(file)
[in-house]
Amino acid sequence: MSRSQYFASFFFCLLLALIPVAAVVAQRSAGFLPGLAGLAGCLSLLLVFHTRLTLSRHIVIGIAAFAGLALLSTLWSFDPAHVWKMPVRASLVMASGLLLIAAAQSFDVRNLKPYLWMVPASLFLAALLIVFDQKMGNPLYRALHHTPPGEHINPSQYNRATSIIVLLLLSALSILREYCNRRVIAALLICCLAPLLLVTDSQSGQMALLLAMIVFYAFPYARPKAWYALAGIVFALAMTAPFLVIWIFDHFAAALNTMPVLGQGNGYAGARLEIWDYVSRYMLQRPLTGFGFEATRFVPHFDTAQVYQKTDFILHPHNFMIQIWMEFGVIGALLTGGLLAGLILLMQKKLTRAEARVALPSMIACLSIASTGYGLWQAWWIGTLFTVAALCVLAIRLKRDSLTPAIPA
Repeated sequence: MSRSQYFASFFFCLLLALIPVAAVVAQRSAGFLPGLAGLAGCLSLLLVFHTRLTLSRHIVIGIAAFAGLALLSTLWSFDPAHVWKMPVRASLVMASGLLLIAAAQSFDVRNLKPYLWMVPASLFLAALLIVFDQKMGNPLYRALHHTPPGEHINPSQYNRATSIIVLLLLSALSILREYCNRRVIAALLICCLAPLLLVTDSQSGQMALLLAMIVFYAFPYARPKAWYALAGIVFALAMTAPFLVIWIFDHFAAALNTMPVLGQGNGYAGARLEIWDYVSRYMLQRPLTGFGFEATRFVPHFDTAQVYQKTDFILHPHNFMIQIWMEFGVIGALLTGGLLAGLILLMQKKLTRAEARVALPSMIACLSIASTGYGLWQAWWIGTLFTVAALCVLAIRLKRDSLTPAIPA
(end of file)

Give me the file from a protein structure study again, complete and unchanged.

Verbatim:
[in-house]
Amino acid sequence: MSRSQYFASFFFCLLLALIPVAAVVAQRSAGFLPGLAGLAGCLSLLLVFHTRLTLSRHIVIGIAAFAGLALLSTLWSFDPAHVWKMPVRASLVMASGLLLIAAAQSFDVRNLKPYLWMVPASLFLAALLIVFDQKMGNPLYRALHHTPPGEHINPSQYNRATSIIVLLLLSALSILREYCNRRVIAALLICCLAPLLLVTDSQSGQMALLLAMIVFYAFPYARPKAWYALAGIVFALAMTAPFLVIWIFDHFAAALNTMPVLGQGNGYAGARLEIWDYVSRYMLQRPLTGFGFEATRFVPHFDTAQVYQKTDFILHPHNFMIQIWMEFGVIGALLTGGLLAGLILLMQKKLTRAEARVALPSMIACLSIASTGYGLWQAWWIGTLFTVAALCVLAIRLKRDSLTPAIPA
Repeated sequence: MSRSQYFASFFFCLLLALIPVAAVVAQRSAGFLPGLAGLAGCLSLLLVFHTRLTLSRHIVIGIAAFAGLALLSTLWSFDPAHVWKMPVRASLVMASGLLLIAAAQSFDVRNLKPYLWMVPASLFLAALLIVFDQKMGNPLYRALHHTPPGEHINPSQYNRATSIIVLLLLSALSILREYCNRRVIAALLICCLAPLLLVTDSQSGQMALLLAMIVFYAFPYARPKAWYALAGIVFALAMTAPFLVIWIFDHFAAALNTMPVLGQGNGYAGARLEIWDYVSRYMLQRPLTGFGFEATRFVPHFDTAQVYQKTDFILHPHNFMIQIWMEFGVIGALLTGGLLAGLILLMQKKLTRAEARVALPSMIACLSIASTGYGLWQAWWIGTLFTVAALCVLAIRLKRDSLTPAIPA